A Minnesota native, now a key federal agriculture official, stands firmly behind the North American Free Trade Agreement.
Steve Censky says NAFTA is vital for farmers, even as President Donald Trump reportedly is thinking about scrapping the deal.
"We know that NAFTA has been a bonanza for U.S. agriculture producers," Censky said during a Thursday, Nov. 9, Minneapolis visit.
"The importance of NAFTA cannot be overstated," he told Forum News Service in an interview.
The trade deal, inked 23 years ago, has increased American trade with its neighbors 4 percent to 5 percent, Censky added.
Censky said his boss, Agriculture Secretary Sonny Perdue, has told Trump that the trade pact is important. "Our message from USDA has been clear: We have to make sure we do no harm to agriculture."
The Censky interview came before he talked to members of the AgriGrowth Council, a Minnesota organization made up of farm and agri-business groups.
In his 20-minute speech to 450 AgriGrowth members, Censky promised that "President Trump listens to his team at USDA."
Censky, deputy USDA secretary for 29 days when he spoke, said that he learned the importance of farm product trade when he was USDA administrator of the Foreign Agricultural Service. He worked for both president Bushes and was a long-time CEO of the American Soybean Association, where one of his main duties was to increase exports of the crop.
Reports from Washington indicate NAFTA could be in trouble as the United States, Canada and Mexico are taking a brief break in talks to rewrite the pact. Trump threatens to formally withdraw from NAFTA, saying it has not been fair to the United States.
American farmers produce far more than Americans eat, and depend on foreign trade.
"This NAFTA talk has us scared," President Kevin Paap of the Minnesota Farm Bureau said.
Without NAFTA, Censky said in the interview, most farmers would experience economic problems. "It would be a real shock to the system."
For many in the AgriGrowth audience, the NAFTA news came from a friend.
Michael Yost of Murdock has worked with Censky for years. He was on the soybean association's board when Censky was promoted to association CEO.
Yost, who worked for the USDA as Foreign Agriculture Service administrator from 2005 to 2008, said Trump made the right choice in picking Censky to be No. 2 in the agency.
"You have to understand where the potholes are in the road," Yost said, and Censky understands the Washington political highway.
Censky, who continues to have family in Jackson and his sister lives in the Twin Cities, told the AgriGrowth audience: "I feel like I am at a class reunion coming back home to Minnesota and being in this conference."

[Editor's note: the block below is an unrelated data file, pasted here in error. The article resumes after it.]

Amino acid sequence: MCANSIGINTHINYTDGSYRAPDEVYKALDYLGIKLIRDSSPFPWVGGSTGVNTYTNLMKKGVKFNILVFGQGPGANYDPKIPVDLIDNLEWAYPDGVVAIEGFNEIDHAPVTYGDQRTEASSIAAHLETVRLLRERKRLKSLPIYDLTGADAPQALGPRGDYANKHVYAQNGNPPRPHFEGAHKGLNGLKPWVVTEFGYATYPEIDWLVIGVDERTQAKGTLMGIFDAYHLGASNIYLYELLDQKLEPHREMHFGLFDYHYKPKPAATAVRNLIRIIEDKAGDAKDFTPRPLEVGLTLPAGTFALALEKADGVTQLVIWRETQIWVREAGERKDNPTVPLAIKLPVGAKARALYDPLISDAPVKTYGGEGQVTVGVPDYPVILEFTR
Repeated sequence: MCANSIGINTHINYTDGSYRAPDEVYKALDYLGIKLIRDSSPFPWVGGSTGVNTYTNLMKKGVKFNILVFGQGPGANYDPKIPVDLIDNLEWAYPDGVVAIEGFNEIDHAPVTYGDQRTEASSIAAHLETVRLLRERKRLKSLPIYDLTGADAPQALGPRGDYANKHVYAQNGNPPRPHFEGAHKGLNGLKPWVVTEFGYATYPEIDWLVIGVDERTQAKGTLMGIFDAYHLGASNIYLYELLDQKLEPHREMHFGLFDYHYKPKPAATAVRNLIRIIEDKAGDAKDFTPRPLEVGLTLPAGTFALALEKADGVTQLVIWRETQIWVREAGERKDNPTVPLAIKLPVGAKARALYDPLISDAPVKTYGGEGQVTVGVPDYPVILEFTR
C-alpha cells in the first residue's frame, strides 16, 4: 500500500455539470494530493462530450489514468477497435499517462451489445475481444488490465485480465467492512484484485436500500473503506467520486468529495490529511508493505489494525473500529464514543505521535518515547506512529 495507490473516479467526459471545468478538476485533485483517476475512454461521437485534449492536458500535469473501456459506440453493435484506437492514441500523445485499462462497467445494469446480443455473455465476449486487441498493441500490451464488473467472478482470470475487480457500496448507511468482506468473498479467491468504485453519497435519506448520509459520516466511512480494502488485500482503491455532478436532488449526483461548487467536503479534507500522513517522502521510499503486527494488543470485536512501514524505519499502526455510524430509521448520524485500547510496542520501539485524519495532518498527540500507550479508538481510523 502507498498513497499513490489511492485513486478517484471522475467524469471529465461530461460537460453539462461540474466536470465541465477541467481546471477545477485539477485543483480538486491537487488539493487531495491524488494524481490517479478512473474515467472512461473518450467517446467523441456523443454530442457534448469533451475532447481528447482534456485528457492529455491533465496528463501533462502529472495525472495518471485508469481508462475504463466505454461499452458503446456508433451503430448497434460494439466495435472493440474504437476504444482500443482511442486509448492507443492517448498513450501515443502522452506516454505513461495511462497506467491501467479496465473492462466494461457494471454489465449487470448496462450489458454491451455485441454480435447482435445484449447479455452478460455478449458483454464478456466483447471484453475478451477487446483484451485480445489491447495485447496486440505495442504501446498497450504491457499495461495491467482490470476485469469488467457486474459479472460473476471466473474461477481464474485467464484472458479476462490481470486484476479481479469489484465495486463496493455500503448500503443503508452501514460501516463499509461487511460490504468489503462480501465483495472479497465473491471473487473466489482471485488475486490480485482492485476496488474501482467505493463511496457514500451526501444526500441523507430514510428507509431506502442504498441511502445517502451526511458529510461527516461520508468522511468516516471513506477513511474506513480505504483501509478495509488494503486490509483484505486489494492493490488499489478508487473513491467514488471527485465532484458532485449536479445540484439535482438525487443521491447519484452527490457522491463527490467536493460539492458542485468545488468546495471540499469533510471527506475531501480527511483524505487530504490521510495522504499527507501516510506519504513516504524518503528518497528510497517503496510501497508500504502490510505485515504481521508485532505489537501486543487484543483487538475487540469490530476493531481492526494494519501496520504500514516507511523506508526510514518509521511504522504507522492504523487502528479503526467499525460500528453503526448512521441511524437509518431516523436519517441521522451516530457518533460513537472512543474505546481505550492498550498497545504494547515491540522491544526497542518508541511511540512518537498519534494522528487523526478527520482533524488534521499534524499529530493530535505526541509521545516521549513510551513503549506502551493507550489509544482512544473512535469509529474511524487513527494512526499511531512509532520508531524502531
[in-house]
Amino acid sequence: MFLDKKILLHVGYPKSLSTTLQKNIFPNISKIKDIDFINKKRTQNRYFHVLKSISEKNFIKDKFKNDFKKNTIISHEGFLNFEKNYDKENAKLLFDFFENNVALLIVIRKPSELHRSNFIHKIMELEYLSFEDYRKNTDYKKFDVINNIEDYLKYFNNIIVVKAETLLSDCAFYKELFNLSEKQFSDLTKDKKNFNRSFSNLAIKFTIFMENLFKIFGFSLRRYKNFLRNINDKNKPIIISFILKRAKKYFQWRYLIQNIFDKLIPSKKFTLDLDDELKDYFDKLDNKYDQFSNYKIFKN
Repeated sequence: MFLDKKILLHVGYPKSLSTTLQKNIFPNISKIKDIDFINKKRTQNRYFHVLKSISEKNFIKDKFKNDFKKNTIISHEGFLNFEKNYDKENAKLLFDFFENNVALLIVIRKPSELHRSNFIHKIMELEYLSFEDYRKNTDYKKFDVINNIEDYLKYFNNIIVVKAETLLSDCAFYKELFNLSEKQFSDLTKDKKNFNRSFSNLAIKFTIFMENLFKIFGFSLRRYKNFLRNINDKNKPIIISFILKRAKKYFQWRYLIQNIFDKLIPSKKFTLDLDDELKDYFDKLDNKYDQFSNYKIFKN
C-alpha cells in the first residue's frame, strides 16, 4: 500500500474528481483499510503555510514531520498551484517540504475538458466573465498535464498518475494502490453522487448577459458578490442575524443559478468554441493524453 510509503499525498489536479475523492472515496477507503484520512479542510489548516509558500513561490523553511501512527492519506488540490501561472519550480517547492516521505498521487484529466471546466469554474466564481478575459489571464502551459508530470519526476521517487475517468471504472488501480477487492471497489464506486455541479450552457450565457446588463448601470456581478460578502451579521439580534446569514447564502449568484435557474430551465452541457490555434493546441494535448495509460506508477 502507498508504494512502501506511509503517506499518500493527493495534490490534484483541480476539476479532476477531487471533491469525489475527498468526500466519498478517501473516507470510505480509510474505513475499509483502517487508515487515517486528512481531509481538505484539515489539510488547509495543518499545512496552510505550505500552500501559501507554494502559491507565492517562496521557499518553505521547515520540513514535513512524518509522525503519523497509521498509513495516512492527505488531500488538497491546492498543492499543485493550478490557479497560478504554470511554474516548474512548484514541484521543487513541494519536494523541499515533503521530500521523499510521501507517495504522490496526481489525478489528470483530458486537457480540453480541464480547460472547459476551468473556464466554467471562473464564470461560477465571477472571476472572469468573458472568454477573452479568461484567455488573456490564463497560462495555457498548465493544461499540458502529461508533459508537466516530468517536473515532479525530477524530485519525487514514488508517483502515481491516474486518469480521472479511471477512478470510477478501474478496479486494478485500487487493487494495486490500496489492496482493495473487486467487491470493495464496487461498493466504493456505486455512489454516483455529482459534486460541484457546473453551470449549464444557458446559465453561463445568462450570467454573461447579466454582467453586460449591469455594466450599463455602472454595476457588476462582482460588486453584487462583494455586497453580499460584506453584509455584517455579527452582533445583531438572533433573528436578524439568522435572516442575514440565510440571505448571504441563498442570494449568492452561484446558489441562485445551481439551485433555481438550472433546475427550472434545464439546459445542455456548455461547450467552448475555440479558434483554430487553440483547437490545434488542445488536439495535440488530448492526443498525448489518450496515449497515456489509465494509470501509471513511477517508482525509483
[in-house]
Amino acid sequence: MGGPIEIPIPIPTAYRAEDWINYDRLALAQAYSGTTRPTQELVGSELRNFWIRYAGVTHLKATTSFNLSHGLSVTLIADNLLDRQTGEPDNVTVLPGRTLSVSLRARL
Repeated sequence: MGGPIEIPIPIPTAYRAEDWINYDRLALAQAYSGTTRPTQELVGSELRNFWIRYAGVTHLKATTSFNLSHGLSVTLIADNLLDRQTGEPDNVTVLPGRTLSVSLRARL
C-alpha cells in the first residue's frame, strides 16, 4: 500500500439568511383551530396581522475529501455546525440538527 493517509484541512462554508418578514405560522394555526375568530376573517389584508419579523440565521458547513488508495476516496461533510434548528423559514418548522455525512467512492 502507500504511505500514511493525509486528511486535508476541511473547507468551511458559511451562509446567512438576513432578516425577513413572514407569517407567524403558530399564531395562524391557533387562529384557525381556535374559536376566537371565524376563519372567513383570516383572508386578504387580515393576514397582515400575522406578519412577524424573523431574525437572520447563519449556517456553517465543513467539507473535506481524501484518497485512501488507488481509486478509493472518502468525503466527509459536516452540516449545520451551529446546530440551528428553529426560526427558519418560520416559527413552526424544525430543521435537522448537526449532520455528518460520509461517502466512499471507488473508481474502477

He grew up near Jackson, in southwestern Minnesota. His parent ran a farm and he was active in 4-H, eventually becoming state president.
Censky, now essentially the USDA chief operating officer, said his Minnesota farm and trade backgrounds are useful at the federal agency.
His home town is a good example as USDA officials look to help rural economies, he said. It had a good economy when he grew up and now the Agco farm equipment manufacturing plant has so many jobs that the local area cannot provide enough workers, forcing the company to bus people in.
"Rural development is a high priority for the USDA," Censky said.
The USDA provides so much funding for rural development that if it were a bank "we would rank within the top 10 banks in the United States," he said.
Censky said one of his hopes is to establish a rural innovation center where people can see what works elsewhere in the country and adapt it to their needs.
Money will be tight in the USDA, he said, as leaders do not expect the agency to get more money. He said some USDA offices that now operate separately likely will merge. And some positions will be left vacant when people retire or go to other jobs.
The USDA will improve its online presence, he said, and encourage people to use the web instead of visiting offices in person. Offices house Farm Service Administration, Rural Development and conservation programs.
Still, he said, "we have no hard plans for closing offices."